The three main themes the discussion focused on:
- AMI implementations are time-consuming and arduous projects; therefore, involving team members from multiple departments can be instrumental in gaining different perspectives and in ensuring a smooth deployment. Utilities must not only talk about what the technology is, but also share the why behind the project.
- Utilities must be proactive with providing and communicating AMI benefits to customers. Messaging should be targeted and consistent across all platforms.
- Providing residents with their usage data is not enough. Utilities should also help customers understand what the numbers mean either with leak alerts, bill forecasts, or even by simply walking residents through their usage and actions they can take to be more efficient. This also means anticipating questions and being prepared with FAQ as a resource to customer facing staff members.
Lauren Brown has extensive experience as a business consultant delivering complex solutions in the local government industry. She has been instrumental in helping create and deliver value added solutions on a consistent basis and is a champion for the utility clients MeterSYS serves.She has served as project manager for multiple AMR and AMI implementations across a variety of vendors and utility sizes, managed numerous software integrations, and orchestrated business process and operational redesigns for municipalities. Throughout these engagements, Lauren has provided consistent and transformational results for the organizations her teams have supported. Lauren received her MPA from UNC-Wilmington, with a focus on public policy. She is actively involved in the water industry, is an enthusiastic supporter of a variety of clean water initiatives, and is a member of the Raleigh Astronomy Club.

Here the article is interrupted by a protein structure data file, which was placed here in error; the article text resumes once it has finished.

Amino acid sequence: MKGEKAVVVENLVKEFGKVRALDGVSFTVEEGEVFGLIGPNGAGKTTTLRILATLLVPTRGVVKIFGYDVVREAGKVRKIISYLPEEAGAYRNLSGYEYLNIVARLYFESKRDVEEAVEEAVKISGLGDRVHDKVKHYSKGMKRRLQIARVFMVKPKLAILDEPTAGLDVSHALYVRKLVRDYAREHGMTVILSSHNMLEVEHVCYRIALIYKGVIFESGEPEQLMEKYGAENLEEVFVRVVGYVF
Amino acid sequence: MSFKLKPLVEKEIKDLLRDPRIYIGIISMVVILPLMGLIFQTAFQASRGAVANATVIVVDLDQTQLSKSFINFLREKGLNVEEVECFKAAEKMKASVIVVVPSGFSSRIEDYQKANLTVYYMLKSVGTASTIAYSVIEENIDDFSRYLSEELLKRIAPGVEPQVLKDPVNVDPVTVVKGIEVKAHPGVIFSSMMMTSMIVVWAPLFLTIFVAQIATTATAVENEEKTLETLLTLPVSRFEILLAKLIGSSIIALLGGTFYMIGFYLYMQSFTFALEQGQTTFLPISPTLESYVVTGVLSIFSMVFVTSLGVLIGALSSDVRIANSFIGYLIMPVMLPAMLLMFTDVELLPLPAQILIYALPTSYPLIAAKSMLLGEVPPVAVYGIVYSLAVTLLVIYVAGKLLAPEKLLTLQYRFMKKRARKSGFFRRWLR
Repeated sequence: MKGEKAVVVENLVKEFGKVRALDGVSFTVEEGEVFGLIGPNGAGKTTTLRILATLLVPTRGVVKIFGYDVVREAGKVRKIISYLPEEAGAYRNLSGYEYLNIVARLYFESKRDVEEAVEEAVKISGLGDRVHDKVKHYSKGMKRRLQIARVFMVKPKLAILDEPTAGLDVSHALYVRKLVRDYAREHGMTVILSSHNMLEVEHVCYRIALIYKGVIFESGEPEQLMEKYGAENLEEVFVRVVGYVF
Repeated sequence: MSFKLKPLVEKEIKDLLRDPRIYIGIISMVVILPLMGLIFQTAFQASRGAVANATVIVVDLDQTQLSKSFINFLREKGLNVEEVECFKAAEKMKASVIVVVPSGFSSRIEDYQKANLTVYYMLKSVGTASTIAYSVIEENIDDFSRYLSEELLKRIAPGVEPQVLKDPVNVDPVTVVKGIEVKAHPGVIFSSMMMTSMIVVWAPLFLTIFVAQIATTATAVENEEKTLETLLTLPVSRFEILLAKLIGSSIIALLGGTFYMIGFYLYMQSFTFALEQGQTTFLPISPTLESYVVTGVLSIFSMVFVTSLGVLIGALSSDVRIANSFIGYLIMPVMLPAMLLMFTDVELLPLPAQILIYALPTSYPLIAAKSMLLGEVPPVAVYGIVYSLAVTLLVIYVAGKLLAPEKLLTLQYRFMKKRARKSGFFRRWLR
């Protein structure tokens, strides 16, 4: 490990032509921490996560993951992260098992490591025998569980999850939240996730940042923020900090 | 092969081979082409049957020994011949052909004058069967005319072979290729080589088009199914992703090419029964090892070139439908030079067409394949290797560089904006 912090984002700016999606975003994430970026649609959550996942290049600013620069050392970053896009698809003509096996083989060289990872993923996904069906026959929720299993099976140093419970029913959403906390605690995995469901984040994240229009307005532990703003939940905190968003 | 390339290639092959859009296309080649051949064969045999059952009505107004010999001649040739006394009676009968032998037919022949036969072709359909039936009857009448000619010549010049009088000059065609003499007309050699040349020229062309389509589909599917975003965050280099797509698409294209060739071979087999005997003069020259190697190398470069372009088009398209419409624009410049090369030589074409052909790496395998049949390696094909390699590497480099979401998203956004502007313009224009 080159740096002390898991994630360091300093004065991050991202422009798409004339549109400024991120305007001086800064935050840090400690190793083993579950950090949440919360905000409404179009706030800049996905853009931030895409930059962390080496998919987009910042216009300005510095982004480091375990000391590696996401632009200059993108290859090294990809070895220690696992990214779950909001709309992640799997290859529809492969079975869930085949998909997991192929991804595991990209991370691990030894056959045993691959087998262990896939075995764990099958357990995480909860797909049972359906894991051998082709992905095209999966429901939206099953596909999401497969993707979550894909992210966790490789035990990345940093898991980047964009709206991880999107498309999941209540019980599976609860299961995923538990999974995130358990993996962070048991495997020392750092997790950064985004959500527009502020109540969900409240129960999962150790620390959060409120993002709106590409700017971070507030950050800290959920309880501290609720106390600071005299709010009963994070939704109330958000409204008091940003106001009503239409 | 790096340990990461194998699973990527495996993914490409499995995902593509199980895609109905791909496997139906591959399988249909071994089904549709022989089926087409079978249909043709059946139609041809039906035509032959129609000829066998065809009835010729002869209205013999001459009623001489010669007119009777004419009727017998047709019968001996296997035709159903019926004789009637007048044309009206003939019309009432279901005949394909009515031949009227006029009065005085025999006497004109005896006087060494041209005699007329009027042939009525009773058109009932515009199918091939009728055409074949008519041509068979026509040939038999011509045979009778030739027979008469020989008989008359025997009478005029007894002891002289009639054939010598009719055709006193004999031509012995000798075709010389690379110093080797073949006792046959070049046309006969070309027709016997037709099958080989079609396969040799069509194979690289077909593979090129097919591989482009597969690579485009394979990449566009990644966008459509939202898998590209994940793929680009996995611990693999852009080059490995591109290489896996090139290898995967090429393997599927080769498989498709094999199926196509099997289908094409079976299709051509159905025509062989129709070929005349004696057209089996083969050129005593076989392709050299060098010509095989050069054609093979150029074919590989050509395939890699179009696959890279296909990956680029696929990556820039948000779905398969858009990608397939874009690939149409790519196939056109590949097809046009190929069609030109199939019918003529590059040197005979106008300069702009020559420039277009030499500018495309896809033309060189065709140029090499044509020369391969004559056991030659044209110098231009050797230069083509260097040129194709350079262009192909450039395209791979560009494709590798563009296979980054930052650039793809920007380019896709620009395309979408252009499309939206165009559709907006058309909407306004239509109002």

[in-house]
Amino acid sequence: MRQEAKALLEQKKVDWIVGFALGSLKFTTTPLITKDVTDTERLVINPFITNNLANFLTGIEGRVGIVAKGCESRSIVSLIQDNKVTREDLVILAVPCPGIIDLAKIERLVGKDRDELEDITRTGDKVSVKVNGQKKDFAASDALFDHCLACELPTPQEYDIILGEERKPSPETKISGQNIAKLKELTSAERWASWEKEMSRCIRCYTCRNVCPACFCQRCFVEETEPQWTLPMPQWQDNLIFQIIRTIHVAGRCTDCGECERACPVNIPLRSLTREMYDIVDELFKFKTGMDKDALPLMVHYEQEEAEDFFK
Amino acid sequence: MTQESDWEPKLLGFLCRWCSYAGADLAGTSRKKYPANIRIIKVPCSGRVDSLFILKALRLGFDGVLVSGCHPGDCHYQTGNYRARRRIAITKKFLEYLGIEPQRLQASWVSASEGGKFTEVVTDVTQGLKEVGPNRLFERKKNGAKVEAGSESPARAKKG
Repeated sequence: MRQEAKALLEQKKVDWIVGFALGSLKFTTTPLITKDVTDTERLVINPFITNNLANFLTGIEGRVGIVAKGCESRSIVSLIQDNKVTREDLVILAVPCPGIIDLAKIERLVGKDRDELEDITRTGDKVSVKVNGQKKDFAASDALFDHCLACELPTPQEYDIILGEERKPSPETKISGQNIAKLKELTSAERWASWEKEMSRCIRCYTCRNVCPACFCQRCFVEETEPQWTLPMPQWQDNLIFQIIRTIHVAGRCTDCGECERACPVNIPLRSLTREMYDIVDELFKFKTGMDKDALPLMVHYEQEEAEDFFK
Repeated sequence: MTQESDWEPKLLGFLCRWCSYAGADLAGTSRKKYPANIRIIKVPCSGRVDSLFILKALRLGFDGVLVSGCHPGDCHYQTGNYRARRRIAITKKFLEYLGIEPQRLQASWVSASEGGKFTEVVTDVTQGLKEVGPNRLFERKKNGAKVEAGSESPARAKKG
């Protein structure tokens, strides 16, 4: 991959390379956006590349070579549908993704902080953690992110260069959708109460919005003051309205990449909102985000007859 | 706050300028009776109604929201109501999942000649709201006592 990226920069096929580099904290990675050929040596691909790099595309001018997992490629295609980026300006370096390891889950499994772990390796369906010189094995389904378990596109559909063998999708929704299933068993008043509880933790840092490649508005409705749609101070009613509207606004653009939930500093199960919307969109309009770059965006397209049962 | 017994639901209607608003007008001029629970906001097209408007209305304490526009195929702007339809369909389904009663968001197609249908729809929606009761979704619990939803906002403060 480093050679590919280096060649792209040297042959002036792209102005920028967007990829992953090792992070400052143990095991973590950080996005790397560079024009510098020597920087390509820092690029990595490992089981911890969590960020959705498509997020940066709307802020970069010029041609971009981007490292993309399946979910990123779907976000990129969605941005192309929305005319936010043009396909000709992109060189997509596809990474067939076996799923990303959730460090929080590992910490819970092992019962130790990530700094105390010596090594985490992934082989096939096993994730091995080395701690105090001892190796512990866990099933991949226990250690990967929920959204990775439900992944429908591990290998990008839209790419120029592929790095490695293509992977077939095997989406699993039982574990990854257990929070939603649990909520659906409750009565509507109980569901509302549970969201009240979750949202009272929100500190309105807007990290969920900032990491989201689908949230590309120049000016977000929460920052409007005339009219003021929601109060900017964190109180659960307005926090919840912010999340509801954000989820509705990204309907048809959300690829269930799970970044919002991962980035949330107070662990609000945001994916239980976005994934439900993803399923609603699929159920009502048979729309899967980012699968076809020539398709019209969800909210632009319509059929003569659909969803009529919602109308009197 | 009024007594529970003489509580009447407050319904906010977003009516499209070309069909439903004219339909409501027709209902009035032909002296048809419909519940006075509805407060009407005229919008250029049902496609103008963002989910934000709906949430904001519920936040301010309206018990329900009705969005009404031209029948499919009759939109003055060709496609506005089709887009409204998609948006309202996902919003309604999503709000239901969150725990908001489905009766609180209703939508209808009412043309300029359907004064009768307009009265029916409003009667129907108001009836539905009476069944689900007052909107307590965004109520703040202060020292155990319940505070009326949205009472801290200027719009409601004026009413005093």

Charles Bohlig has been with East Bay Municipal Utility District since 2004. Charles administered EBMUD’s AMI pilot research. Currently, he serves as the Supervisor of Water Conservation. In this role, he creates and implements the district’s incentive programs, and directs their water budget program. During this time he has also co-authored the Division’s Water Conservation Master Plan. Charles also supported the District’s Urban Water Management Plans and the Utilities’ Demand Projects out to the year 2050. Before joining EBMUD, Charles was an Energy Analysis for Pacific Gas & Electric Company. He has over 25 year of experience in water and energy resource management and currently serves on the Board of California Water Efficiency Partnership (CalWEP).
Thomas Swaw has worked in the Information Technology field for twenty-five years and worked for the Village of Oak Lawn for sixteen. During the Village’s conversion to AMI, Thomas was responsible for providing data integration for the AMI system, Watersmart, and the Villages Billing System.